Piers Morgan: Ex-'Top Gear' Team Jeremy Clarkson and Co. 'Not Big Stars Anymore'

Jeremy Clarkson, James May and Richard Hammond
From left to right, Richard Hammond, James May and Jeremy Clarkson during the "Top Gear Live" event in Antwerp, Belgium, April 28, 2013. The trio are no longer "big stars," says Piers Morgan. KRISTOF VAN ACCOM/AFP/Getty

Jeremy Clarkson and his former Top Gear co-hosts Richard Hammond and James May are among the most-talked about television stars in Britain. But they'll have to brace themselves for no longer being "big stars," apparently. This according to Clarkson's longtime rival Piers Morgan.

The ex-tabloid editor, himself now a television presenter on Good Morning Britain , says the trio's new show on Amazon Prime will only be seen by "about 100,000 people," compared to the lofty 8 million viewers who tuned in to see them on Top Gear on BBC Two.

Will Morgan be among those watching? "I never watched the old Top Gear, because my right temple still has the scar from where Clarkson walloped me [at the 2004 British Press Awards] and whenever he comes on screen, my temple twitches," he told the Radio Times. "But out of pure curiosity, I probably will tune in."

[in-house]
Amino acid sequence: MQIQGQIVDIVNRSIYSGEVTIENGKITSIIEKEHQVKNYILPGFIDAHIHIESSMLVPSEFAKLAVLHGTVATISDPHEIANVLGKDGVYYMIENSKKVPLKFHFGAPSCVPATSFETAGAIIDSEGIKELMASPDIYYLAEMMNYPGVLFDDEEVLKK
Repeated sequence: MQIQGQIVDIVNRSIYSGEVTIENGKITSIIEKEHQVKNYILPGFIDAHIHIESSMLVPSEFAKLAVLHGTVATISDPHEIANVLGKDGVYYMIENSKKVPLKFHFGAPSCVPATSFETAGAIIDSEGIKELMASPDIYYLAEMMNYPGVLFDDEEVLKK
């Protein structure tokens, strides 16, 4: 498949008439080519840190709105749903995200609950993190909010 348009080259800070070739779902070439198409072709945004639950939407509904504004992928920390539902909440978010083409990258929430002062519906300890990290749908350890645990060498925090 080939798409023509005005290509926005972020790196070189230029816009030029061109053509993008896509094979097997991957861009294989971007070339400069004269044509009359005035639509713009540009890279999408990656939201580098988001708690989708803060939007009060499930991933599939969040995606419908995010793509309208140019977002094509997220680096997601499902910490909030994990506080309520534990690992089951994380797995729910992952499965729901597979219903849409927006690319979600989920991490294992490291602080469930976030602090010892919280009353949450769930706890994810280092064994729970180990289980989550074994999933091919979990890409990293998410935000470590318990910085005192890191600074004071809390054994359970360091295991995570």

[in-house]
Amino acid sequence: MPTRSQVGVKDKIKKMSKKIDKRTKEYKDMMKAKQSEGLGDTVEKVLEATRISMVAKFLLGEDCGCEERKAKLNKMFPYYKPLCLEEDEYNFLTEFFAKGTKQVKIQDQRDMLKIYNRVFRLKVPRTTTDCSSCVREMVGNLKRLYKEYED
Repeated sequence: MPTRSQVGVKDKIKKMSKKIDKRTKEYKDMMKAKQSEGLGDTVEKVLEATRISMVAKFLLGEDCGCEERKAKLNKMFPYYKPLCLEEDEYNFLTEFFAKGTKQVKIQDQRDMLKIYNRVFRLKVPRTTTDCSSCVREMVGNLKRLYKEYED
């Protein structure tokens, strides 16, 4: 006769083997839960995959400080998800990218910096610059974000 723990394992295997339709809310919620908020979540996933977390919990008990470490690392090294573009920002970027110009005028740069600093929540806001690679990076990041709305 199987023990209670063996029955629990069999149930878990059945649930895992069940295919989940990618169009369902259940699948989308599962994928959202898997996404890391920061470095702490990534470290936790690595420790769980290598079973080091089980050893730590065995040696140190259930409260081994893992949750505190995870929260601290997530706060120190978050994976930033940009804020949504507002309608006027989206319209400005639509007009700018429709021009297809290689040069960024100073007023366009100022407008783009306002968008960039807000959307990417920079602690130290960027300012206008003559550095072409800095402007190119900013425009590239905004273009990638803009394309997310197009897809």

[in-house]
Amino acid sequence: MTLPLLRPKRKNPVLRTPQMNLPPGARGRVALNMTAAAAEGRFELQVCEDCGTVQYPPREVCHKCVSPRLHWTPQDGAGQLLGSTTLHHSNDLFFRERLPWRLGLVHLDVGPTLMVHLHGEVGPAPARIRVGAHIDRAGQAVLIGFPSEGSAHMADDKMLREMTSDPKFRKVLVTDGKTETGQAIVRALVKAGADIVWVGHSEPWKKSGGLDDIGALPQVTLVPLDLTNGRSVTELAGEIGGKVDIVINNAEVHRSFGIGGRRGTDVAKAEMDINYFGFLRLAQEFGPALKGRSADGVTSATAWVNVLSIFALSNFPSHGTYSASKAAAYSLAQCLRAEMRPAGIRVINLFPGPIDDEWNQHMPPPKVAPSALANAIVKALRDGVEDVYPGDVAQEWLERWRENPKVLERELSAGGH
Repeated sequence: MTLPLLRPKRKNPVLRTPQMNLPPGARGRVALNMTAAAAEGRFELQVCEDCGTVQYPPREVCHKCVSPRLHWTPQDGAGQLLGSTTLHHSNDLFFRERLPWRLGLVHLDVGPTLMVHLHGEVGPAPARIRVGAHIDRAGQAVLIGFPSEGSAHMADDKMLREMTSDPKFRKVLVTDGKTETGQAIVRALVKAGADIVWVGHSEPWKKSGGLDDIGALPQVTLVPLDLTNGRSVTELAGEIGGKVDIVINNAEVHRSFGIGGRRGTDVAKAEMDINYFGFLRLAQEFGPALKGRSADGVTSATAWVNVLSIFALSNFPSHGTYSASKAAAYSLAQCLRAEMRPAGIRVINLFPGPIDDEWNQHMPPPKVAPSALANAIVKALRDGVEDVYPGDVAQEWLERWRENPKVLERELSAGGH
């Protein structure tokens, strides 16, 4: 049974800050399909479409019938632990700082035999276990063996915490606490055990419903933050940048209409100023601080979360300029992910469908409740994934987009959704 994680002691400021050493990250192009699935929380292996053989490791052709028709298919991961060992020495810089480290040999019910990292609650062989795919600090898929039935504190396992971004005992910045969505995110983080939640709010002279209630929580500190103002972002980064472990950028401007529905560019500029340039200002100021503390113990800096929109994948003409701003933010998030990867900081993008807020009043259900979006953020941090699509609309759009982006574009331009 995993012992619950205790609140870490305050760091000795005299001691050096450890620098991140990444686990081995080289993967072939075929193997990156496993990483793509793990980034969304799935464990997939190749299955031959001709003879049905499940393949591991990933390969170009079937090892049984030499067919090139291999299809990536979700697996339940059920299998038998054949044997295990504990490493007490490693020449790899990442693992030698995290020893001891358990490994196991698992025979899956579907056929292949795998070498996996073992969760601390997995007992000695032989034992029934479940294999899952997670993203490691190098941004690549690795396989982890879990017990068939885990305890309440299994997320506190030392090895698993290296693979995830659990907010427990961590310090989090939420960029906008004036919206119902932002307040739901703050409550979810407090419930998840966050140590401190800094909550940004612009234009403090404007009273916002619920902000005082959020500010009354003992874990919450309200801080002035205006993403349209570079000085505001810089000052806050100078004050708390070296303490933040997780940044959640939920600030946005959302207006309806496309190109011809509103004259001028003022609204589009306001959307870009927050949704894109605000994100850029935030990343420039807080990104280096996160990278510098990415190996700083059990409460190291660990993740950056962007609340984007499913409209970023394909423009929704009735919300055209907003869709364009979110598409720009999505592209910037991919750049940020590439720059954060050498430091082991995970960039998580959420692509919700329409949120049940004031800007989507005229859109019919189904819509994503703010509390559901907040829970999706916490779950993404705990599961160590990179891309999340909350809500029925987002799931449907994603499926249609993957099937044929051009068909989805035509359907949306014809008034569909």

Never one to let a sly dig pass him by, Morgan added: "It's only going to be watched by about 100,000 people, so they'll have to get used to not being big stars in this country anymore."

Even if Morgan isn't being facetious, his figure of 100,000 viewers for the still unnamed car show is a little off the mark. Indeed, Amazon Prime may not boast the same viewership as BBC—or even streaming rival Netflix, which felt the show was too pricey for it. But in April, the Guardian reported that Amazon's video-streaming service has 2 million subscribers in the U.K. versus 5 million for Netflix. That's still a lot more potential eyeballs than Morgan gives the trio credit for.

Once you factor in the show's rumored £160 million ($235 million) budget, surely Clarkson and company are the real winners here?

Of course, all this talk about viewing figures is moot unless the trio can get their show on the air by its projected fall start date. At last word, Clarkson, Hammond and May are yet to christen their car show—a painstaking process that Clarkson recently opened up about.

In his Sunday Times column in April, the TV presenter said brainstorming names for the show had become a costly exercise in futility as most of the ideas they came up with are already trademarked or considered too close to Top Gear.

He wrote: "Every morning I'd make a £7,000 ($10,000) call to the lawyer with an idea, and every afternoon I'd get a £7,000 reply saying the name was already in use by someone in New Zealand or France or Ukraine. Prime Torque. Autonation. Skid Mark. Everything was a no-no."